All elections are important—but some are more important than others.
If you are waiting for anyone heavily invested in the status quo to tell you when you have your best opportunity to change that status quo…you could be waiting a very long time.
This Sunday (July 19th), is the last day for Alaskans to register to vote or update their voter registration. It’s easy. You can do it online. Want to register the old-fashioned way? Find instructions here.
So what makes the election on August 18th so important?
Well, it’s simple. Republican voters outnumber Democrats roughly 2-to-1 in Alaska. Statewide, we know that more Republicans are going to get elected.
August 18th will determine whether those Republicans are more like Lisa Murkowski, or more like Mike Dunleavy.
In times past, if someone was running as a Republican candidate you might not have known everything about their politics, but at least you knew they weren’t a Democrat. No longer.
It may seem strange, but under current state law, if Mark Begich wanted to change his voter registration and run as a Republican, there is actually nothing the Republican Party could do to stop him.
If he wanted to personally identify as a Republican on the ballot next month, he could do so. So could every other Democrat candidate.
Voters tend to vote for whatever label they are most comfortable with. They do so even when they have nothing in common with the candidate actually wearing that label.
The Republicans know this. So do the Democrats.
The Democratic Party recently celebrated a campaign event for one of my “Republican” colleagues in the legislature, Rep. Gary Knopp. He was a life-long Democrat…until he decided to run for office…as a Republican.
This year, the Republican Party asked him not to run as a Republican candidate.
Knopp told them to pound sand.
Because he won the August election in 2018, he wears the Republican label. And when he is in Juneau he is counted as a Republican legislator, even though one of his publicly stated political goals is to oppose Dunleavy’s conservative agenda.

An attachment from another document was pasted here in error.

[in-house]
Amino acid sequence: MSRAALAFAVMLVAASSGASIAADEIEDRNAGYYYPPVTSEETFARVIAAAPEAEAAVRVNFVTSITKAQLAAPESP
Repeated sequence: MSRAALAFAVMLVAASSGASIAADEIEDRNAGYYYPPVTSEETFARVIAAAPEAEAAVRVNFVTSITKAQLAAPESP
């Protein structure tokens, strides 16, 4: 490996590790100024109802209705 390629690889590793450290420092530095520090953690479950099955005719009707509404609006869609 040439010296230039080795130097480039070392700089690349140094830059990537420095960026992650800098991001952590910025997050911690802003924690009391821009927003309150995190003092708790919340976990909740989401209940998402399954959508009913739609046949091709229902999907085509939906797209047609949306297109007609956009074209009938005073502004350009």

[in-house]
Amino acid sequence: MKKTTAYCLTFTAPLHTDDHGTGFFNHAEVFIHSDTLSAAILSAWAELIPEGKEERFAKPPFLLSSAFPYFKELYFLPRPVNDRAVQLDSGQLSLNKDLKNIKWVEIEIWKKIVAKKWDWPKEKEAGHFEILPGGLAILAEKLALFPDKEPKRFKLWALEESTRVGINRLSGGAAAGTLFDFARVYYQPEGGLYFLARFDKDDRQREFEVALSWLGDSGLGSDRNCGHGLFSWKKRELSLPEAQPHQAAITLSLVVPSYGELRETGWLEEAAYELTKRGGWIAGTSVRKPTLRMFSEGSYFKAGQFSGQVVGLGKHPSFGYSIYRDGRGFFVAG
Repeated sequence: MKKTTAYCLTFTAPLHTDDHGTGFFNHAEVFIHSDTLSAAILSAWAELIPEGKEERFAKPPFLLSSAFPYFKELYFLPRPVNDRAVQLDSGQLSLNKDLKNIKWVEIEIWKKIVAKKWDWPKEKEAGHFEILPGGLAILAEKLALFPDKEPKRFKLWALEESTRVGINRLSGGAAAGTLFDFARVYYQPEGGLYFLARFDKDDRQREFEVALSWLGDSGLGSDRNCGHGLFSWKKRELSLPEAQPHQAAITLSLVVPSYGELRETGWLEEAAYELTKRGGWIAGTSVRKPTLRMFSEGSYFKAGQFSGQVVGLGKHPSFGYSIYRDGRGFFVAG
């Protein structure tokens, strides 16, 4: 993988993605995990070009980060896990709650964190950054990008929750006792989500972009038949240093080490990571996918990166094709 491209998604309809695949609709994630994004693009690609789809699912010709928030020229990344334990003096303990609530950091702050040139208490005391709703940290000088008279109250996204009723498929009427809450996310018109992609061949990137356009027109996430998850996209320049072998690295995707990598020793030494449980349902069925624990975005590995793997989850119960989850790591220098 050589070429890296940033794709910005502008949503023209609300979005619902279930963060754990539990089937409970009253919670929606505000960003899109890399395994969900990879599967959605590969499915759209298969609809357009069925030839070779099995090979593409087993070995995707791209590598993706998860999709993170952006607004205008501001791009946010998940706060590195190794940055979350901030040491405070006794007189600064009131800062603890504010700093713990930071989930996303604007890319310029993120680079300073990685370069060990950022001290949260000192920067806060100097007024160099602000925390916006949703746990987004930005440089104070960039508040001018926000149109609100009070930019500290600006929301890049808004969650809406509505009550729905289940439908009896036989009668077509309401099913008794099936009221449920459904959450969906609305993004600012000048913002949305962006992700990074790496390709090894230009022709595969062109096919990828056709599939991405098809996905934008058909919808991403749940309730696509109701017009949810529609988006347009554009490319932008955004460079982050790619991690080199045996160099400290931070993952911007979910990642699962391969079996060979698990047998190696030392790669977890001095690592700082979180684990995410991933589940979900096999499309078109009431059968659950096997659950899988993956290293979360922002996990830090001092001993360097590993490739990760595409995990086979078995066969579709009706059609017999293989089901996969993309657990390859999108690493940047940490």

And from his position as a “Republican” legislator, he works to ostracize Republican legislators like myself, often saving his harshest criticism for me personally.
And why does he single me out?
Well, remember when Knopp and other “Republican” legislators handed control of the State House to the Democrats two years ago?
Many of the voters who sent me to Juneau were the same voters who elected Mike Dunleavy. The idea of selling my district’s vote so that “Republicans” like Gary Knopp could then use it to “Resist Dunleavy” was a non-starter for me.
Honestly, if I had signed on to the Binding Caucus, the voters in my district would have roasted me alive…and with good reason.
Binding caucuses serve one function…to “bind” legislators into voting against conscience and against those they were elected to represent. I promised my district that I would never join a group like that.
As the only representative from the Mat-Su on the House Judiciary Committee, I promised my constituents that I would not sell them out when it came to repealing SB91. Even though it meant taking a ton of flack from fellow legislators, I kept that promise.
When it came time to walk the talk, I was the one Republican who refused to put my name to a blank check. I was offered a committee chairmanship and was asked to parade myself in front of the cameras as a loyalty pledge to the caucus. I was told they would decide if it was a Binding Caucus…..after the fact. I was told they would figure out a lot of things, like whether we would protect the PFD, or repeal SB91…later.
In politics, once they have your vote, “…later” means “never”, especially when the caucus is led by ardent defenders of SB91 like Chuck Kopp, opponents of the PFD like Jennifer Johnston and Lance Pruitt, and Binding Caucus apologists like Gary Knopp.
I couldn’t do that.
I was invited to sign onto a blank agenda, with the leaders of my caucus openly working to make it a Binding Caucus. I declined.
To legislators like Knopp, that was unacceptable.
In the end, several legislators who opposed Dunleavy’s agenda left the Republican camp and turned over control of the Alaska House of Representatives to life-long Democrats like Rep. Bryce Edgmon, who were more than willing to sign on to their Binding Caucus.